- Add, read and search the contacts in the SIM Card
- Send and receive data to / from the GSM/GPRS Network through GPRS
All the above mentioned tasks can be accomplished with the help of ATtention Commands or AT Commands. AT Commands are a part of Hayes Command Set, which are defined originally for a modem. GSM Network also implements a similar AT like commands for its GSM Modules.
The processor or controller to which the GSM/GPRS Module is connected to, is responsible for sending the AT Commands to the module. In response, the GSM Module performs command specific tasks like answering a phone call, send an SMS Message, etc.
Even through the AT Commands may seem generic, it is advisable to refer with the data provided by the manufacturer of the GSM Module for correct and complete list of AT Commands.
Syntax of AT Commands
Generally, AT Commands consists of three parts: the Prefix, the Body or Command and the Termination. The Prefix part of the command consists of either “AT” or “at”. The body or command is the actual command given to the GSM Module. The Termination character is by default Carriage Return <CR>.
Before seeing an example, we should know that AT Commands are categorized in to three types: Basic AT Commands, S Parameter AT Commands and Extended AT Commands.
Example for the Basic Commands: ATCMD1<CR>, where AT is the prefix of the command line, CMD1 is the body of the command and <CR> command terminator character.
NOTE: Basic commands never begin with +.
Example for Extended Commands: AT+CMD1<CR>.
NOTE: Extended AT Commands always begin with +.
NOTE: The Carriage Return <CR> will be omitted from the next command example or syntax. You have to assume them as a part of the command even though they are not inserted in the text here.
Types of AT Command Operations
Based on the operation performed by the AT Commands, they are again divided in to four types: Test Commands, Read Commands, Write Commands and Execution Commands. We will now see the definition and syntax of all these command types.
Test Commands: These commands are used to test whether the command exists (supported by the GSM GPRS Module) or not and also checks for the range of a command’s subparameters. When a Test Command is given to the GSM GPRS Module, it returns the list of all the parameters and also the range set of the parameters.
The syntax of a Test Command is ATCMD1=?<CR>
Example for Test Command: AT+CGMI=? (Request manufacturer identification)
Read Commands: Read Commands will return the current value of the parameter. Using these commands, we can read the current settings of the GSM GPRS Module.
The syntax for Read Commands is: ATCMD1?<CR>
Example for Read Command: AT+CSCA? (Query for Service Center)
Write or Set Commands: Set Commands will attempt to change or modify the settings of the GSM GPRS Module by setting a new parameter for the particular command.
The syntax for Set Commands is: ATCMD1=value1,value2,value3…valuen<CR>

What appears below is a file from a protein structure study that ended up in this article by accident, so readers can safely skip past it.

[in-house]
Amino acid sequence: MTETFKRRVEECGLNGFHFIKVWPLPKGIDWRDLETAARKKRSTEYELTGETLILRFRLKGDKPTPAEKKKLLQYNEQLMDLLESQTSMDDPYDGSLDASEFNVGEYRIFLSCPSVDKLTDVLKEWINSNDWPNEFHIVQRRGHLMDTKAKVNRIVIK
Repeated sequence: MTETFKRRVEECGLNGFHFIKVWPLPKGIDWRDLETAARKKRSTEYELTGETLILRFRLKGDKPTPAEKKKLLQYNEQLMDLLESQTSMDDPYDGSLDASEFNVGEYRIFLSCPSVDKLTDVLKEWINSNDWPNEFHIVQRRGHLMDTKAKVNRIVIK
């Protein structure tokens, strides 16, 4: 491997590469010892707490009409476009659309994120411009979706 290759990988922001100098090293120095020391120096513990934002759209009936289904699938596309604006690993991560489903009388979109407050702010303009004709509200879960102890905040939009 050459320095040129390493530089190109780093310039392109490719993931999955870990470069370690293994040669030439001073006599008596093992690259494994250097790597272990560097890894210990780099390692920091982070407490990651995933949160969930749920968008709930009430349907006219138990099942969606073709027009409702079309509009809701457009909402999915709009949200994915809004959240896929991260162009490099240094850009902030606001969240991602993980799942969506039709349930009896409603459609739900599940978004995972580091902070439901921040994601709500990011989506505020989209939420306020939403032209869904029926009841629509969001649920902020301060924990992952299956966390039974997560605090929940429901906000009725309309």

An example for Set Command: AT+CMGF=1 (Set Message format to TEXT Mode).
Execution Command: These commands perform an operation like send an SMS, retrieving information about battery charging status etc. They read the non – variable subparameters that are affected by the GSM Module.
Syntax of Execution Commands: ATCMD1<CR>
Example for Execution Commands: AT+CMGS=<number><CR> <text message> <CTRL-Z> (Sends text message to the number).
Information Responses and Final Codes
After sending the AT Commands to the GSM GPRS Module, we have look for the response. For example, if we send the command as AT+CGMI<CR> to the GSM Module, then the response would be as follows.
Here, <CR> is Carriage Return and <LF>is Line Feed.
In a HyperTerminal, if you entered AT+CGMI<CR>, the response will look something like this.
AT+CGMI <– Command entered
Apple <– Information Response
OK <– Final Code
The syntax of the information response and final command is as follows:
<Carriage Return><Line Feed> <Information Response / Final Result Code> <Carriage Return><Line Feed>
NOTE: The sequence of execution of commands will be first commands, then second command, followed by the rest i.e. a sequential execution of commands.
If there is an error anywhere in the execution, an error code is returned by the GSM Module and the execution of further commands is terminated.
Frequently used AT Commands
In this list, you can find out some of the most commonly used AT Commands. For a complete list of AT Commands and their definitions, it is advised to refer the manufacturer data. The <Carriage Return> or <CR> is denoted by this symbol ↲.
To check the communication between the GSM Module and the host (Computer)
To make a voice call
To answer or receive an incoming call
To redial the last number
To disconnect a call
To set the message mode to text mode
To send a text message
NOTE: A detailed article about all the AT Commands will be updated.